Business World

THE JOURNAL RECORD, November 5, 1997 | Go to article overview

Business World


Fewer Peppers

DALLAS (AP) -- Dr Pepper/Seven Up will begin immediately eliminating about 10 percent of its work force in an attempt to streamline its operations. About 110 corporate and administrative positions will be cut, mostly from the Dallas headquarters. However, workers also will be laid off in St. Louis, Connecticut and Canada as well as from national field sales offices scattered throughout the country, said company spokesman Michael Martin. Martin estimated the cuts would result in savings in the "millions of dollars," but refused to be more specific.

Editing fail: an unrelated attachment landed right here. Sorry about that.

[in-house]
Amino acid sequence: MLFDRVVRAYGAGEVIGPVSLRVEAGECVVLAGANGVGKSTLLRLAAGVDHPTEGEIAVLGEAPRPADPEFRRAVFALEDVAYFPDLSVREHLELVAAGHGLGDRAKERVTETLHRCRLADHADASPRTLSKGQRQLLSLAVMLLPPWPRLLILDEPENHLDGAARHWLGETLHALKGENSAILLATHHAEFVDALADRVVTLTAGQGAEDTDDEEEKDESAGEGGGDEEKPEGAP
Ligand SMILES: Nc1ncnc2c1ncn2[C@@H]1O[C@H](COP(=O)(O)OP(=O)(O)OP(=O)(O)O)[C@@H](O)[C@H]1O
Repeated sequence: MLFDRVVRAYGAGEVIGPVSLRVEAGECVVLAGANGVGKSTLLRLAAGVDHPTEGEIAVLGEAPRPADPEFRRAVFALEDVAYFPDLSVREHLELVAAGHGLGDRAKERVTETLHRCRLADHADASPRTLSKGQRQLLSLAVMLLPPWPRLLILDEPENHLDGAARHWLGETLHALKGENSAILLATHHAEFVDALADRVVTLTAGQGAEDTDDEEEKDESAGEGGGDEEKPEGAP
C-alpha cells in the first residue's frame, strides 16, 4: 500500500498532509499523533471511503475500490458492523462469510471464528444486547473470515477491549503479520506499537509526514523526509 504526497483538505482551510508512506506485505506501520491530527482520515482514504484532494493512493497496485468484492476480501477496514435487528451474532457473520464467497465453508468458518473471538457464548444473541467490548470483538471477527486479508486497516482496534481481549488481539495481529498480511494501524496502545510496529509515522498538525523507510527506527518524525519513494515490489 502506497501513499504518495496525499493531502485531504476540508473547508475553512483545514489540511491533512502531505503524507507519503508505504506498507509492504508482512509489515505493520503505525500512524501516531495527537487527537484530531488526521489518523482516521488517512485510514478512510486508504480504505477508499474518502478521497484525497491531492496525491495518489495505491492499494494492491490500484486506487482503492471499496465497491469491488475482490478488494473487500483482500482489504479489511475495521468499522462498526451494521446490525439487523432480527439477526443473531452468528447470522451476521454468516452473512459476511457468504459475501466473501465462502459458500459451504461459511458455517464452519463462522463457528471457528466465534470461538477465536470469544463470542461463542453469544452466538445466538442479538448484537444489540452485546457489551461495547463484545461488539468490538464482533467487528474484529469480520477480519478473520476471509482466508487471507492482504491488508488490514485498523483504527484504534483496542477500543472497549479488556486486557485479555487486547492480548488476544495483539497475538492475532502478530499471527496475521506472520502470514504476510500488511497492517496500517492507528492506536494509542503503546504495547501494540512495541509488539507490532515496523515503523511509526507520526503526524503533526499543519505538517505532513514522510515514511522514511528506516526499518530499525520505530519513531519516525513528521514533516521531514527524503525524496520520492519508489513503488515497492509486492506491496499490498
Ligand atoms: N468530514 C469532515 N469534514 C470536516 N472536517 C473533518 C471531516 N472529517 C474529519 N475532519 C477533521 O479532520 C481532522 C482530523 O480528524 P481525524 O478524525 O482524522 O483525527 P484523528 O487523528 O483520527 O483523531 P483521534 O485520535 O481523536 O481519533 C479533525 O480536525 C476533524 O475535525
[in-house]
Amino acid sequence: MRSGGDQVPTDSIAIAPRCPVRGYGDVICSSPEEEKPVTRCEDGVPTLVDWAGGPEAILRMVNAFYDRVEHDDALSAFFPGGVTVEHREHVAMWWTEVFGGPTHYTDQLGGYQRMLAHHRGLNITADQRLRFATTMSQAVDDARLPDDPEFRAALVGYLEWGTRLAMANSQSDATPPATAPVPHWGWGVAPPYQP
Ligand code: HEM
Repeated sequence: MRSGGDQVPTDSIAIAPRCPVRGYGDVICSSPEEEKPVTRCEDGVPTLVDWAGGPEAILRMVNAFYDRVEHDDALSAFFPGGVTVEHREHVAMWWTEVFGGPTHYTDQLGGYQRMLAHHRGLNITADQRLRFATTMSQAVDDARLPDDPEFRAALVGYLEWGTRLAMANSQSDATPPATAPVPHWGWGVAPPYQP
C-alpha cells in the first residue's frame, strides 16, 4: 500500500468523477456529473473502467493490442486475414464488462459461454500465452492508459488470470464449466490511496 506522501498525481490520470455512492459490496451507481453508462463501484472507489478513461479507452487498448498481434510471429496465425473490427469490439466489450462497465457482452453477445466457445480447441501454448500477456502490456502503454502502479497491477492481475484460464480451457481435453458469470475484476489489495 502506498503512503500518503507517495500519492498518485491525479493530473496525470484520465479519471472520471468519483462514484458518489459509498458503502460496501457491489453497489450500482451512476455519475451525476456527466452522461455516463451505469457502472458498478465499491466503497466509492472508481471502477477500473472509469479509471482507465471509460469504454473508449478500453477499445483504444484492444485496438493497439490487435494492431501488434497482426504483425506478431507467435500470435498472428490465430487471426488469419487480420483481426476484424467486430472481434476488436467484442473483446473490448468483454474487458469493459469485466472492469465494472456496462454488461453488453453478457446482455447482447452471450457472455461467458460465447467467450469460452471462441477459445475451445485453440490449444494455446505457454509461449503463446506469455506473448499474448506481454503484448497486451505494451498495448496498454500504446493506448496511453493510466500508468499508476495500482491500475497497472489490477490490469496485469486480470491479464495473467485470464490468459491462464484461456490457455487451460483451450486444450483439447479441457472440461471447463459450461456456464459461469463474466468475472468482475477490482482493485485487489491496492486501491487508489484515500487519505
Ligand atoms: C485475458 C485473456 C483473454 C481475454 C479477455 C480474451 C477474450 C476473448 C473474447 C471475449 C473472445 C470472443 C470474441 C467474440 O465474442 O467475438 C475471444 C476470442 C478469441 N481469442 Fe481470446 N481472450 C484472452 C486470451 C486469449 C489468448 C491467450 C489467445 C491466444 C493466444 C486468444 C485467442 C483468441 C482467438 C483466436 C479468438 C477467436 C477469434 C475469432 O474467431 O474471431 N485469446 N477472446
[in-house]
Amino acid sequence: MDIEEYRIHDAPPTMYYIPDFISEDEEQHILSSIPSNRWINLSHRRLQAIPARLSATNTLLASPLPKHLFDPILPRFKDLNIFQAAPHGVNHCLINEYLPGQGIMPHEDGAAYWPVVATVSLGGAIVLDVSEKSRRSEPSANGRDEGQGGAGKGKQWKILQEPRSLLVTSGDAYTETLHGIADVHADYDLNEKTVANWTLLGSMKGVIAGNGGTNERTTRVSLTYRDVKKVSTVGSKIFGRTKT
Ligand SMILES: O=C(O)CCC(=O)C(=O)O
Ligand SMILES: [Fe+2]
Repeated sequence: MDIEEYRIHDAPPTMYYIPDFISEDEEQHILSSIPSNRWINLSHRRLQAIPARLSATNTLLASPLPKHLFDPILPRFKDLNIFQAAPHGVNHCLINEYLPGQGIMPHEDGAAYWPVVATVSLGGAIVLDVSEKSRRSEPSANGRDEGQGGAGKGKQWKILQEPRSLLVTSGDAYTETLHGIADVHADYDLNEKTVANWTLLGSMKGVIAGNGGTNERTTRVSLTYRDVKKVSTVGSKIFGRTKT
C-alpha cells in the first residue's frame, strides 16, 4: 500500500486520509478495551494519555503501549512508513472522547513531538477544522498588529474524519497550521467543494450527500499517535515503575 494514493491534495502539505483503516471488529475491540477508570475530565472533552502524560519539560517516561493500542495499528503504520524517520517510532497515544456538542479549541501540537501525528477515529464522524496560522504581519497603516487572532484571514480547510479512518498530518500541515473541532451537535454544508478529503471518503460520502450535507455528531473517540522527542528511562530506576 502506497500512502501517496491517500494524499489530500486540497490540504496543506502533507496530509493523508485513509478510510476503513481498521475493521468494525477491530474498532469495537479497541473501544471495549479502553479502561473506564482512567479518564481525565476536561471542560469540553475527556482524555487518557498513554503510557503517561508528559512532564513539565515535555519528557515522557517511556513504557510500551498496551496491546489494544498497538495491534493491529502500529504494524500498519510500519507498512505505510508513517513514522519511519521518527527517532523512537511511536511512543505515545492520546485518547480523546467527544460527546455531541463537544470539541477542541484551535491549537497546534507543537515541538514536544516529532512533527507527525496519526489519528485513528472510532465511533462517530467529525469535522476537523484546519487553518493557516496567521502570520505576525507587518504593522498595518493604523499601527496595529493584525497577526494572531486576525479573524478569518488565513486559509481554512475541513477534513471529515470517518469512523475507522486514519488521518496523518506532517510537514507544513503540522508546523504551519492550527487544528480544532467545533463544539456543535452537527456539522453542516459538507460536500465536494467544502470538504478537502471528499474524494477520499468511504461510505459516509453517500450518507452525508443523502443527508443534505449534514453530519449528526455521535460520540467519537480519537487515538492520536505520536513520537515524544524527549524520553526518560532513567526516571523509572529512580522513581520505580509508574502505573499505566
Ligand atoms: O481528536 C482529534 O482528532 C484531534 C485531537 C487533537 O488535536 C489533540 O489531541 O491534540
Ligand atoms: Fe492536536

Dr Pepper/Seven Up said the restructuring, which will continue through 1998, resulted from parent company Cadbury Schweppes' global effort to improve shareholder return. Officials said some jobs are being eliminated because technology has made them obsolete. Martin said the soft drink company has not undergone a major restructuring review in the past decade. Martin said rival soft drink companies are providing higher shareholder returns Dr Pepper/Seven Up has been. Dr Pepper/Seven Up is the third-biggest U.S. soft drink company. The trade newsletter Beverage Digest estimated the company had 14.8 percent of the market in 1996. Its Dr Pepper was the fifth best-selling soft drink brand in 1996 with 5.8 percent of the market, while 7Up was eighth at 2.4 percent, according to the Beverage Digest estimates. Building car washes MANGUM (AP) -- Greer County officials have signed a contract they say will bring a car wash manufacturing plant to the southwest Oklahoma area along with 200 jobs. Hanna-Sherman International of Portland, Ore., is expected to break ground next year on the plant. The company has 45 percent of the world's market for conveyorized car wash equipment. It has more than 150 patents, 40 trademarks and 90 distributors worldwide. More than 20,000 of their car washes are installed in 83 countries. "This has been a lengthy process and it's not over yet," said Phil Paxton, chairman of the Greer County Industrial Trust. "It just takes time." The agreement signed with the company will allow Hanna-Sherman to complete contracts with the state Commerce Department for the Quality Jobs Program and with the state vo-tech system for training employees. The county began collecting a one-cent sales tax in July as an incentive for the company expansion. Evolution of a BMW TOKYO (JR) -- It was born a legend. The BMW 507 roadster, considered one of the most beautiful cars ever built, made its debut at the 1955 Frankfurt Motor Show. Easily converting to a coupe, production amounted to a mere 252 units through 1959. At the Tokyo Motor Show, which ends today, BMW now is displaying the Z07 design study, a prototype of what the 507 might look like now. Modernized with an aluminum space frame, 8-cylinder engine and all-new suspension, the Z07 retains the distinctive double-kidney grille and round zenon headlights typical of every BMW, while the fin behind the driver's seat and simple instrument cluster revive driving pleasures from a simpler era. BMW is considering whether to develop the car for production. AT&T simplifies rates WASHINGTON (AP) -- AT&T will simplify rates for residential long- distance callers not enrolled in a discount plan by pricing calls at a single rate depending on the time, regardless of the distance. AT&T asserted that the changes, effective Saturday, will mean "many customers will see lower prices depending on when they make their calls. For example, calls placed Sunday evening will be priced up to 25 percent lower than the current rate." But Geoff Mordock, a research associate who monitors long-distance rates for the Telecommunications Research & Action Center, a nonprofit consumer group based in Washington, disagreed. "I think it is negligible. It is not really a reduction regardless of calling patterns," he said. For years, the telephone industry has used distance to price calls, but it has been trying to move away from it as part of a larger trend to simplify rates, he said. …

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